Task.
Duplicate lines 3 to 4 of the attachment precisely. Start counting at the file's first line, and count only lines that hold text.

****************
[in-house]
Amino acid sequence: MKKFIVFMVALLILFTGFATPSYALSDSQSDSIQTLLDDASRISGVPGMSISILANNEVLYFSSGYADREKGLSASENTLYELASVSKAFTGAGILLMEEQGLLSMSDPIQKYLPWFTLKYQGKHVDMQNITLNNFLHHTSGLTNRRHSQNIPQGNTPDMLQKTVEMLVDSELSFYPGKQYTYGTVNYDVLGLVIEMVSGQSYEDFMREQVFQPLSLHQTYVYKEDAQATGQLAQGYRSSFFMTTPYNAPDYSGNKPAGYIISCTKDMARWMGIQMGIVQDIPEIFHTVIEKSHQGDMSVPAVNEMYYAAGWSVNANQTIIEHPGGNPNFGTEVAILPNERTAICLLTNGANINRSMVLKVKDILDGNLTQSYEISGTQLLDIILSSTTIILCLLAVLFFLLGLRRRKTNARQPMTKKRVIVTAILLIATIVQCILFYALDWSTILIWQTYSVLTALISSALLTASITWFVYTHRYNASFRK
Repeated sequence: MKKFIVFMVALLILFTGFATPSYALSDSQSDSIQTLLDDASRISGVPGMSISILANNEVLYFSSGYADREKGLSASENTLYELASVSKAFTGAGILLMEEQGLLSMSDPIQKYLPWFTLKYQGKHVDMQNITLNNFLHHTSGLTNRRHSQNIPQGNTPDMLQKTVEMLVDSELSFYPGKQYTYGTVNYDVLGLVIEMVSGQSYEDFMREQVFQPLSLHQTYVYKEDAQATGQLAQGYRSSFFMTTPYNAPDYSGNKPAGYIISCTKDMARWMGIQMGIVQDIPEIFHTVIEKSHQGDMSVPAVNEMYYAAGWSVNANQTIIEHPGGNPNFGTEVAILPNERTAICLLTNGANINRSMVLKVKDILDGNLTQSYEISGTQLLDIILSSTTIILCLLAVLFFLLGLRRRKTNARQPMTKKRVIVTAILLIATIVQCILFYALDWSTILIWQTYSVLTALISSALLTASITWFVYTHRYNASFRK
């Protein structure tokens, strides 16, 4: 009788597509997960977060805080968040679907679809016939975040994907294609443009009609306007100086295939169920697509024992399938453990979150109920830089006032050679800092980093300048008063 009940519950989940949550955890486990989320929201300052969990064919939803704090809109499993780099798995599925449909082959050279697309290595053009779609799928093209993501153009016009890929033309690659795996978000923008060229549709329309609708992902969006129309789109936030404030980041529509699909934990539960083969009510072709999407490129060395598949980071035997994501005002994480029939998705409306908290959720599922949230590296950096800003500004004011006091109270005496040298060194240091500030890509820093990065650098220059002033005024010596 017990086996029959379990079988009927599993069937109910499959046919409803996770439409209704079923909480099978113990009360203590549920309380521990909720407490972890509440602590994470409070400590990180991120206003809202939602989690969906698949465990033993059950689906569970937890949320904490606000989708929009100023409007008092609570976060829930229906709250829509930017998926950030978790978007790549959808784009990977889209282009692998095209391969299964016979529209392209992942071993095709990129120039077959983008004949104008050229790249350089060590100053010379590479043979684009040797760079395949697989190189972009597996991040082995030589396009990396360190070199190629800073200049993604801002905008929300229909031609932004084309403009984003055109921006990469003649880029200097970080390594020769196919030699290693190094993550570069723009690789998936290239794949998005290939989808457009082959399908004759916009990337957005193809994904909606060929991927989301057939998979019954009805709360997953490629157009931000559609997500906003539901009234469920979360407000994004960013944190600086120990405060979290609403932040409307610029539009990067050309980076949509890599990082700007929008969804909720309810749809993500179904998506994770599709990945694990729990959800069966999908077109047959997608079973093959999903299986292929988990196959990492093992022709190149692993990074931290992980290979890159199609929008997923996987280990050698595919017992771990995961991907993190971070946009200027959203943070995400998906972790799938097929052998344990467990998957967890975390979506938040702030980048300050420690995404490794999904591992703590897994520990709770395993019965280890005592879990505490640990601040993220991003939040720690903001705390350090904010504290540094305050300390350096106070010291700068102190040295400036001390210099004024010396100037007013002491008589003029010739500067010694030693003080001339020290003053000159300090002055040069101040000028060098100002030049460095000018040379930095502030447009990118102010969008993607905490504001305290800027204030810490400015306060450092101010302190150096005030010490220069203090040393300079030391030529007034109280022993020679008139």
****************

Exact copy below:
Repeated sequence: MKKFIVFMVALLILFTGFATPSYALSDSQSDSIQTLLDDASRISGVPGMSISILANNEVLYFSSGYADREKGLSASENTLYELASVSKAFTGAGILLMEEQGLLSMSDPIQKYLPWFTLKYQGKHVDMQNITLNNFLHHTSGLTNRRHSQNIPQGNTPDMLQKTVEMLVDSELSFYPGKQYTYGTVNYDVLGLVIEMVSGQSYEDFMREQVFQPLSLHQTYVYKEDAQATGQLAQGYRSSFFMTTPYNAPDYSGNKPAGYIISCTKDMARWMGIQMGIVQDIPEIFHTVIEKSHQGDMSVPAVNEMYYAAGWSVNANQTIIEHPGGNPNFGTEVAILPNERTAICLLTNGANINRSMVLKVKDILDGNLTQSYEISGTQLLDIILSSTTIILCLLAVLFFLLGLRRRKTNARQPMTKKRVIVTAILLIATIVQCILFYALDWSTILIWQTYSVLTALISSALLTASITWFVYTHRYNASFRK
């Protein structure tokens, strides 16, 4: 009788597509997960977060805080968040679907679809016939975040994907294609443009009609306007100086295939169920697509024992399938453990979150109920830089006032050679800092980093300048008063 009940519950989940949550955890486990989320929201300052969990064919939803704090809109499993780099798995599925449909082959050279697309290595053009779609799928093209993501153009016009890929033309690659795996978000923008060229549709329309609708992902969006129309789109936030404030980041529509699909934990539960083969009510072709999407490129060395598949980071035997994501005002994480029939998705409306908290959720599922949230590296950096800003500004004011006091109270005496040298060194240091500030890509820093990065650098220059002033005024010596 017990086996029959379990079988009927599993069937109910499959046919409803996770439409209704079923909480099978113990009360203590549920309380521990909720407490972890509440602590994470409070400590990180991120206003809202939602989690969906698949465990033993059950689906569970937890949320904490606000989708929009100023409007008092609570976060829930229906709250829509930017998926950030978790978007790549959808784009990977889209282009692998095209391969299964016979529209392209992942071993095709990129120039077959983008004949104008050229790249350089060590100053010379590479043979684009040797760079395949697989190189972009597996991040082995030589396009990396360190070199190629800073200049993604801002905008929300229909031609932004084309403009984003055109921006990469003649880029200097970080390594020769196919030699290693190094993550570069723009690789998936290239794949998005290939989808457009082959399908004759916009990337957005193809994904909606060929991927989301057939998979019954009805709360997953490629157009931000559609997500906003539901009234469920979360407000994004960013944190600086120990405060979290609403932040409307610029539009990067050309980076949509890599990082700007929008969804909720309810749809993500179904998506994770599709990945694990729990959800069966999908077109047959997608079973093959999903299986292929988990196959990492093992022709190149692993990074931290992980290979890159199609929008997923996987280990050698595919017992771990995961991907993190971070946009200027959203943070995400998906972790799938097929052998344990467990998957967890975390979506938040702030980048300050420690995404490794999904591992703590897994520990709770395993019965280890005592879990505490640990601040993220991003939040720690903001705390350090904010504290540094305050300390350096106070010291700068102190040295400036001390210099004024010396100037007013002491008589003029010739500067010694030693003080001339020290003053000159300090002055040069101040000028060098100002030049460095000018040379930095502030447009990118102010969008993607905490504001305290800027204030810490400015306060450092101010302190150096005030010490220069203090040393300079030391030529007034109280022993020679008139």